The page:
output += this.readThreeDigitNumber(number);
    }
    
    return output;
}

The complete quiz code is shown below.

var NumberReader = function() {
    this.digits = ["zero", "one", "two", "three", "four", "five",
        "six", "seven", "eight", "nine"];

    this.teens = ["ten", "eleven", "twelve", "thirteen", "fourteen", "fifteen", "sixteen", "seventeen", "eighteen", "nineteen"];
    
    this.tys = ["twenty", "thirty", "fourty", "fifty", "sixty", "seventy", "eighty", "ninety"];    
}

NumberReader.prototype.readThreeDigitNumber = function(number) { /* 0 ... 999 */
    if (number == 0) {
        return "zero";
    }
    
    var output = "", result, reminder;
    
    if (number > 99) {
        result  = Math.floor(number / 100);
        number = number % 100;
        
        output += this.digits[result] + " hundred";
        
        if (number == 0) {
            return output;
        }
    }
    
    if (number < 10) {
        output = NumberReader.appendToOutput(output, this.digits[number]);    
    } else if (number < 20) {
        output = NumberReader.appendToOutput(output, this.teens[number - 10]);                
    } else {
        result = Math.floor(number / 10);
        reminder = number % 10;
        
        output = NumberReader.appendToOutput(output, this.tys[result - 2]);
        
        if (reminder > 0) {
            output = NumberReader.appendToOutput(output, this.digits[reminder]);
        }
    }
    
    return output;
}

NumberReader.prototype.readNumber = function (number) {
    var output = "", result, reminder;
    
    if (number >= 1e9) {
        result = Math.floor(number / 1000000000);
        reminder = number % 1000000000;
        
        output += this.readNumber(result) + " billion " + ((reminder > 0) ? this.readNumber(reminder) : "");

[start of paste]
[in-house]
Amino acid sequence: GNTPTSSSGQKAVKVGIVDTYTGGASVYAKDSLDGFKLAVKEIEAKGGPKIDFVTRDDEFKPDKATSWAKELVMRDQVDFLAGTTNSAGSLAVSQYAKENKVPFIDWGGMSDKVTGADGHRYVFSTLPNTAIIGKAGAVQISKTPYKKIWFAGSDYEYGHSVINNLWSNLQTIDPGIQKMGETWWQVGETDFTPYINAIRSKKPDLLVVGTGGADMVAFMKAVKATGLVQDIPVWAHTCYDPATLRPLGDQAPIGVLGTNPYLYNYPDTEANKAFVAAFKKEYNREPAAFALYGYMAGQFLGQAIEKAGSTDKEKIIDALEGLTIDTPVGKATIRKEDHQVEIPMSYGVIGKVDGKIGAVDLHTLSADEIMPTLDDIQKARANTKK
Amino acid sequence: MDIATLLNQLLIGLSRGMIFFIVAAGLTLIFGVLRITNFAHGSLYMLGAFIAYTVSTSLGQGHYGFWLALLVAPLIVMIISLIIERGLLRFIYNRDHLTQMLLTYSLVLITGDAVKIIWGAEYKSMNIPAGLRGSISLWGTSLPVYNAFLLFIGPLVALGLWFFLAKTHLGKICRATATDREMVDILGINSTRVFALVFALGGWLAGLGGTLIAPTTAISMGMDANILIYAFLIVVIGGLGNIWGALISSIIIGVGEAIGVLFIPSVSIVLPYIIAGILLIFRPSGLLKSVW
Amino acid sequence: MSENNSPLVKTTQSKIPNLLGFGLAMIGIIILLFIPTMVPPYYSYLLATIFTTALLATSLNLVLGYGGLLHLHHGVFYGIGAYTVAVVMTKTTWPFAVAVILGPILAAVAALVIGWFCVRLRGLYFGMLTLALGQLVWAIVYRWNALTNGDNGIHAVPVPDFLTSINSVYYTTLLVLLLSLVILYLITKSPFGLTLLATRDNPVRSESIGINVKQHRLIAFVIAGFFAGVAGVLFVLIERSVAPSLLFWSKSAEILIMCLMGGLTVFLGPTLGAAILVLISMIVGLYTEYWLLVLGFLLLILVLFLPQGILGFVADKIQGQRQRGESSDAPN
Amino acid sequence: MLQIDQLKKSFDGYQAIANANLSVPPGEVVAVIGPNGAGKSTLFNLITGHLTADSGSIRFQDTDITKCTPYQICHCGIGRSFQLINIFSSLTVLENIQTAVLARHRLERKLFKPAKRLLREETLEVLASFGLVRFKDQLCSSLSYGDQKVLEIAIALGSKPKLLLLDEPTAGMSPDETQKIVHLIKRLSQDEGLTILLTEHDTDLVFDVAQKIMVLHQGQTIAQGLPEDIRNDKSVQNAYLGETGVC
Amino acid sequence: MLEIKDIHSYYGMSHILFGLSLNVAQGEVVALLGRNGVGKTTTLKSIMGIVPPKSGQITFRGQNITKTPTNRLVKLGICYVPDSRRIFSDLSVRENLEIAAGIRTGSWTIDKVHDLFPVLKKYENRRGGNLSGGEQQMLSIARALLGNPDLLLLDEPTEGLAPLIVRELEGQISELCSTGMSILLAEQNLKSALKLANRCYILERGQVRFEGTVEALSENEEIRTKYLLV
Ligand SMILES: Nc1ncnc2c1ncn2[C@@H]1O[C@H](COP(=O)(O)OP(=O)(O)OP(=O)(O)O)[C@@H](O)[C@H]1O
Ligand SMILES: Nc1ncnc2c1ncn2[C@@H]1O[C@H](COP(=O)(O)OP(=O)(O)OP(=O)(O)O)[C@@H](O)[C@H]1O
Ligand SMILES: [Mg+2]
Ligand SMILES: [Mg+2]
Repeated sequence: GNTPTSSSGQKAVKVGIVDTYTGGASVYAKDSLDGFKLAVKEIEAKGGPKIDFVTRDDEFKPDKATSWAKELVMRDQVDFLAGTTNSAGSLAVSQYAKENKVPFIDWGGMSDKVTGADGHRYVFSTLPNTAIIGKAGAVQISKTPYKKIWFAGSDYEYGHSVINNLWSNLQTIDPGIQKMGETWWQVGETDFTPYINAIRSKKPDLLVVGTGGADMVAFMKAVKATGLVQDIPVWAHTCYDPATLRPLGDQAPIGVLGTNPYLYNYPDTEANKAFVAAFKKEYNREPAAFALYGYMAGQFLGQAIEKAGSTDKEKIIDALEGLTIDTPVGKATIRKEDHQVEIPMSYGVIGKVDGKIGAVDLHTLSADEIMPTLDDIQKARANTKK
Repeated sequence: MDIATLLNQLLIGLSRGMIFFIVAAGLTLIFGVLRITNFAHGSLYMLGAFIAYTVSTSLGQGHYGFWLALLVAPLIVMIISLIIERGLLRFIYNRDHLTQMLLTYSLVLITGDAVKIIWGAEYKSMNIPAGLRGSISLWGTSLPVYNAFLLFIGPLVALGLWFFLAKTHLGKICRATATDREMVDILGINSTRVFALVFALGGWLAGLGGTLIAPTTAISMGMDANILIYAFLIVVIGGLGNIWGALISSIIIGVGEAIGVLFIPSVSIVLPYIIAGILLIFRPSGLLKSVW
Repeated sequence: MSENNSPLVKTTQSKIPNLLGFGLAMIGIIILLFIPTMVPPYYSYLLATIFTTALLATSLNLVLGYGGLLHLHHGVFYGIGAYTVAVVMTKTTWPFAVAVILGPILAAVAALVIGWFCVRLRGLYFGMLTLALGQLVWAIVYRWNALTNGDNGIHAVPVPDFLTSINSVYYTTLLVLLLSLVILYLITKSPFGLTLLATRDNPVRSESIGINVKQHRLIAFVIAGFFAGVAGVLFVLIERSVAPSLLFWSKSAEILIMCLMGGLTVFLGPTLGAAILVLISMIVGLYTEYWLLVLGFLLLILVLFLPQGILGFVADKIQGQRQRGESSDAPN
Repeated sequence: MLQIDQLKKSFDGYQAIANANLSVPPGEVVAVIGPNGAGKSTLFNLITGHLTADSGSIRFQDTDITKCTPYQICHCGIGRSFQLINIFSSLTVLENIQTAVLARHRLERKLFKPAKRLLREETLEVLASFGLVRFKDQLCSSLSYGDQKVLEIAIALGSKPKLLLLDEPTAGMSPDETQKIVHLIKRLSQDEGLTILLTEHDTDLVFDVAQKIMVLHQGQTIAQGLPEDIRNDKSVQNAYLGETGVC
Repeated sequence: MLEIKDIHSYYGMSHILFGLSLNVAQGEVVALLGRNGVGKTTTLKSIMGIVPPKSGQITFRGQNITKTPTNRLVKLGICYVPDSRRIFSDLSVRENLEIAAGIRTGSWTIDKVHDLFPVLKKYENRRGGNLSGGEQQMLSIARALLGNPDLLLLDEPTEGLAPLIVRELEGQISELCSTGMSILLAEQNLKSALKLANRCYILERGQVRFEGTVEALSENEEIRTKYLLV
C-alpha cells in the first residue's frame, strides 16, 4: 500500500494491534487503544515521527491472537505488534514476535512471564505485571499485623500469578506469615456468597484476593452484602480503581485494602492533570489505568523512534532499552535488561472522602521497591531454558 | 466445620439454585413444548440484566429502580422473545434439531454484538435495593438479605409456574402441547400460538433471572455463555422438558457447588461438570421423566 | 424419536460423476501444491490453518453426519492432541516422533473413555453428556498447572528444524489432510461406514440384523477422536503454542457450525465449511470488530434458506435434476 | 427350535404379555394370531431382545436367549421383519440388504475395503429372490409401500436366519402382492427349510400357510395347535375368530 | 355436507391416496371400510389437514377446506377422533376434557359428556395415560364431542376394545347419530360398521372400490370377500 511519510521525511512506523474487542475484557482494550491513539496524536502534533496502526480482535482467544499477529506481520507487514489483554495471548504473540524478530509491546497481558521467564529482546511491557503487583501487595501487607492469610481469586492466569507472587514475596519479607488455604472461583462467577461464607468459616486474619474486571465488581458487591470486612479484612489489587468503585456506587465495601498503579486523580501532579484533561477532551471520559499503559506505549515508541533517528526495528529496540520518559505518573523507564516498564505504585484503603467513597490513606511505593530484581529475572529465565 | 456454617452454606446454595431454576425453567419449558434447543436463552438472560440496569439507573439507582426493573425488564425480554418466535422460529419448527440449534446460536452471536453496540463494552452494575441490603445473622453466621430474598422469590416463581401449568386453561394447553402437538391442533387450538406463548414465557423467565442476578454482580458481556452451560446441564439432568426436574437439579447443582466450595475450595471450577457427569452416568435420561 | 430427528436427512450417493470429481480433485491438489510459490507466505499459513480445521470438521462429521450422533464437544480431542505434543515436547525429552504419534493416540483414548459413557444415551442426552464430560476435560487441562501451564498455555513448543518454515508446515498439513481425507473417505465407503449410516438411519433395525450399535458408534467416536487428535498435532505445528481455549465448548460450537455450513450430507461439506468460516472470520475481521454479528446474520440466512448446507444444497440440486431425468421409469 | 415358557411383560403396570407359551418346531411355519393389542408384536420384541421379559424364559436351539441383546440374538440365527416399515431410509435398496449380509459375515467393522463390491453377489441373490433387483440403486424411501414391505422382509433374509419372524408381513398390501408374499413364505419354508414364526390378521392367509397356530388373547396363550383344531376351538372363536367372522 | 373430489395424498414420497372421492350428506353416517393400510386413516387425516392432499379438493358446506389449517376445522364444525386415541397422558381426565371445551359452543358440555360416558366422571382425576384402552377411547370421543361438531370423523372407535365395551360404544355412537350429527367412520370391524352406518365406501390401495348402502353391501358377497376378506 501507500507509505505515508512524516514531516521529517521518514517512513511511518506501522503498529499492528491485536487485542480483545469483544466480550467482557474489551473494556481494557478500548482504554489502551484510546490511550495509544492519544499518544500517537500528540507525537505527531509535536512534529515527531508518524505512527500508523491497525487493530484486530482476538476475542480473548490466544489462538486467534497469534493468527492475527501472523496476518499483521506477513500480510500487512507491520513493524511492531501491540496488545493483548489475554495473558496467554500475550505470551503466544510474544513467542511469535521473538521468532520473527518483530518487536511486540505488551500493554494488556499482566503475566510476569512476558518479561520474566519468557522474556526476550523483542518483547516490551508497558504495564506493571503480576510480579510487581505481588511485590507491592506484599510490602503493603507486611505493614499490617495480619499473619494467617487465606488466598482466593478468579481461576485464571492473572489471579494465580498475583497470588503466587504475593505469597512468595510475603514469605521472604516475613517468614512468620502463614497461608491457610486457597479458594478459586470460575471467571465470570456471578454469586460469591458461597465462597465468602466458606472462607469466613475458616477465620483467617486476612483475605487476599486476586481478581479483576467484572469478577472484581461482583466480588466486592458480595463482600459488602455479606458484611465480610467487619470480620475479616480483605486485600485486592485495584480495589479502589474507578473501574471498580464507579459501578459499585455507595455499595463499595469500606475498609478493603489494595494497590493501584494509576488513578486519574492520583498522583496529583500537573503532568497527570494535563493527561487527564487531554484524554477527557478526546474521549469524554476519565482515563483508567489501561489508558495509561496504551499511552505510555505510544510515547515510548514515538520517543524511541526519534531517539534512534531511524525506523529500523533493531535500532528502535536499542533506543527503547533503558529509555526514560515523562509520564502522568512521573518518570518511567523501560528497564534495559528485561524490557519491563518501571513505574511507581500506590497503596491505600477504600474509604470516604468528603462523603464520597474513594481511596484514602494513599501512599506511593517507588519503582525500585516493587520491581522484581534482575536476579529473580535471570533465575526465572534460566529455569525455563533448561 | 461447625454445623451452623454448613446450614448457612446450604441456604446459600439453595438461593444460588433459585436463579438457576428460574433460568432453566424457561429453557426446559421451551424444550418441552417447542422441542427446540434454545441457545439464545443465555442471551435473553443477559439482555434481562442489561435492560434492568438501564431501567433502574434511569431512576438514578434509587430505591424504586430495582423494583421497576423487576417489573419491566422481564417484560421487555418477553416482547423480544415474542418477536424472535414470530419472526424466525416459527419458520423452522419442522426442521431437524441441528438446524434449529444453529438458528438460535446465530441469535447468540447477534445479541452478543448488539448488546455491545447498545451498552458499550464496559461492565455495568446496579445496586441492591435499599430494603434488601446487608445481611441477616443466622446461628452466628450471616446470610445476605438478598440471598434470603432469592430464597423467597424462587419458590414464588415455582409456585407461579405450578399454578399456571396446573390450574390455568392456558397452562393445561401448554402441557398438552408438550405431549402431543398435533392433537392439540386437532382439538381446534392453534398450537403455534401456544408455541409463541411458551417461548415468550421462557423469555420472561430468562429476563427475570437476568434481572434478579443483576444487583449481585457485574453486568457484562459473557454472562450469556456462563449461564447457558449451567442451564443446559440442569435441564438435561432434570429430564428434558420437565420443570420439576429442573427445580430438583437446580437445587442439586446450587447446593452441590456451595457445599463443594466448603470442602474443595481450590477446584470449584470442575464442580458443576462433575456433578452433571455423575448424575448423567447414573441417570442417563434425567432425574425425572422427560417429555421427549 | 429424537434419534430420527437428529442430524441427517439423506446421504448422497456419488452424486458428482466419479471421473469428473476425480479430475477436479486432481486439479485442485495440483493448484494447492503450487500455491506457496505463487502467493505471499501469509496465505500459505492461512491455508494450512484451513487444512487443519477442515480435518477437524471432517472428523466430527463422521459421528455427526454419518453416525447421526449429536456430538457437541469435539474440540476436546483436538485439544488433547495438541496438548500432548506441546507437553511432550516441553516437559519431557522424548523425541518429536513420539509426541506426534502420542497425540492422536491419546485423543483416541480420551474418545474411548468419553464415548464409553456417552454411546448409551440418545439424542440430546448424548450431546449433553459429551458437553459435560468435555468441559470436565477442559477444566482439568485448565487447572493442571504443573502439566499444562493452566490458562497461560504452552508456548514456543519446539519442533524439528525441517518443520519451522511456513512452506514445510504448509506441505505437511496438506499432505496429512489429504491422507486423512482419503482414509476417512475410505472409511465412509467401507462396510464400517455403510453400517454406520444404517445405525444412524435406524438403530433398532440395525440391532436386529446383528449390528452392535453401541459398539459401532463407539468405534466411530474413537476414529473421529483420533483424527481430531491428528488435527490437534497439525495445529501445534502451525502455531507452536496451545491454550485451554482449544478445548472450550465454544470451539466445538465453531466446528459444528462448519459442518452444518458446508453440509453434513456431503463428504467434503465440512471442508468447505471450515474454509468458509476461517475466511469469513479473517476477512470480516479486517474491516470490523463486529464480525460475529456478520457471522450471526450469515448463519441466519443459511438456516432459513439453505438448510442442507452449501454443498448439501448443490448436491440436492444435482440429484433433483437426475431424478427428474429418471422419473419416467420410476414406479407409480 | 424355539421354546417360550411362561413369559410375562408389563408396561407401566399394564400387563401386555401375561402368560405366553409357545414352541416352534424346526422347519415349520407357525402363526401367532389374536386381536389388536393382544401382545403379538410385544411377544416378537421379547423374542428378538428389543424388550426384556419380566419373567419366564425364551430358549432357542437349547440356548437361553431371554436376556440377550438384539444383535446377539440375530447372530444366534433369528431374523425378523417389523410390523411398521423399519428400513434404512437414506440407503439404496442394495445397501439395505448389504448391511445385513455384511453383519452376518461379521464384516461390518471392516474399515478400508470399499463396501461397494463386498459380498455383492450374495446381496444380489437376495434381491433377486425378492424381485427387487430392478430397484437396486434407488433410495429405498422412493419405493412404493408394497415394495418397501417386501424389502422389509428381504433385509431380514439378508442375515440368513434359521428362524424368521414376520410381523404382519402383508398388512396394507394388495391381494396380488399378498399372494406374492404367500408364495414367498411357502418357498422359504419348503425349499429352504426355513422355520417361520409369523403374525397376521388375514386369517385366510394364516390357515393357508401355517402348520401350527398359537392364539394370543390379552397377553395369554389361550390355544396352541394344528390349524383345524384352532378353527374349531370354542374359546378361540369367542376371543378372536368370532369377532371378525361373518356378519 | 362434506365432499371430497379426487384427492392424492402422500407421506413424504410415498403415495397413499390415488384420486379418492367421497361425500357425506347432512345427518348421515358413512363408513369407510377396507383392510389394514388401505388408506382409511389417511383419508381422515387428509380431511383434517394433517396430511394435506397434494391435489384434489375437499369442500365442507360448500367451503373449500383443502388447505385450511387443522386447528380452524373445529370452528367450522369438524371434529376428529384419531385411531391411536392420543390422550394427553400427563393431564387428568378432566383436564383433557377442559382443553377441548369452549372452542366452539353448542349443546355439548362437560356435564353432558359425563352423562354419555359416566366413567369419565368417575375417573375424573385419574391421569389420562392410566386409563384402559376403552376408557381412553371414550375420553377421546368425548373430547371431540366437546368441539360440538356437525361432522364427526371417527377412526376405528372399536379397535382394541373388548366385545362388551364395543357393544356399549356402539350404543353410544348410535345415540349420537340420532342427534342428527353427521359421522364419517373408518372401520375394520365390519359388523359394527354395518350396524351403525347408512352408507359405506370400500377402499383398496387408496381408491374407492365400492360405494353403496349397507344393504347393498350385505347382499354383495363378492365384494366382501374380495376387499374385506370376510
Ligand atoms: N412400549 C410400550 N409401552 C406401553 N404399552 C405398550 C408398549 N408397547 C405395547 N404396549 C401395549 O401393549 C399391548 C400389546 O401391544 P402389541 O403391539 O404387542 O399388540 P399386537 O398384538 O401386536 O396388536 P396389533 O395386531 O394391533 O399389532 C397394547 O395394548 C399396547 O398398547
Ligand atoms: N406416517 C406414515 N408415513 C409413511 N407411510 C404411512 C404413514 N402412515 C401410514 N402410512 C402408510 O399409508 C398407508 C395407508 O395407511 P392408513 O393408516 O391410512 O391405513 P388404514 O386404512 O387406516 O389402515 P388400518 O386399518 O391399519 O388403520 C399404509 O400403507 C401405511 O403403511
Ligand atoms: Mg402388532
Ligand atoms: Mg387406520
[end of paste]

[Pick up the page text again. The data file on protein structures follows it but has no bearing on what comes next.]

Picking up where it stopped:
} else if (number >= 1e6 && number < 1e9) {
        result = Math.floor(number / 1000000);
        reminder = number % 1000000;
        
        output += this.readNumber(result) + " million " + ((reminder > 0) ? this.readNumber(reminder) : "");
    } else if (number >= 1000 && number < 1e6) {
        result = Math.floor(number / 1000);
        reminder = number % 1000;
        
        output += this.readNumber(result) + " thousand " + ((reminder > 0) ? this.readNumber(reminder) : "");
    } else {
        output += this.readThreeDigitNumber(number);
    }
    
    return output;
}

NumberReader.appendToOutput = function (output, parameter) {
    if (output == "") {
        output += parameter;
    } else {
        output += " " + parameter;
    }
    
    return output;
}

And this is a test code for NumberReader.

// Test our API ...
var numberReader = new NumberReader();

console.log(numberReader.readNumber(1999999999));
console.log(numberReader.readNumber(1000000999));    
console.log(numberReader.readNumber(100000999));        
console.log(numberReader.readNumber(1000999));
console.log(numberReader.readNumber(199999));
console.log(numberReader.readNumber(100000));
console.log(numberReader.readNumber(1999));    
console.log(numberReader.readNumber(9));        
console.log(numberReader.readNumber(999));        
console.log(numberReader.readNumber(193));
console.log(numberReader.readNumber(23));        
console.log(numberReader.readNumber(333));

The output will be:

one million nine hundred ninety nine
one hundred ninety nine thousand nine hundred ninety nine
one hundred thousand 
one thousand nine hundred ninety nine
nine
nine hundred ninety nine
one hundred ninety three
twenty three
three hundred thirty three
This entry was posted in JavaScript and tagged , , by Hazem Saleh. Bookmark the permalink.

About Hazem Saleh

Hazem Saleh has more than eleven years of experience in Cloud, Mobile and Open Source technologies. He worked as a software engineer, technical leader, application architect, and technical consultant for many clients around the world. He is an Apache PMC (Project Management Committee) member and a person who spent many years of his life writing open source software. Beside being the author of the "JavaScript Unit Testing" book, "JavaScript Mobile Application Development" book, "Pro JSF and HTML5" book and the co-author of the "Definitive guide to Apache MyFaces" book, Hazem is also an author of many technical articles, a developerWorks contributing author and a technical speaker in both local and international conferences such as ApacheCon North America, Geecon, JavaLand, JSFDays, CON-FESS Vienna and JavaOne. Hazem is an XIBMer, he worked in IBM for ten years. Now, He is working for Nickelodeon New York as a Mobile Architect. He is also an OpenGroup Master Certified Specialist.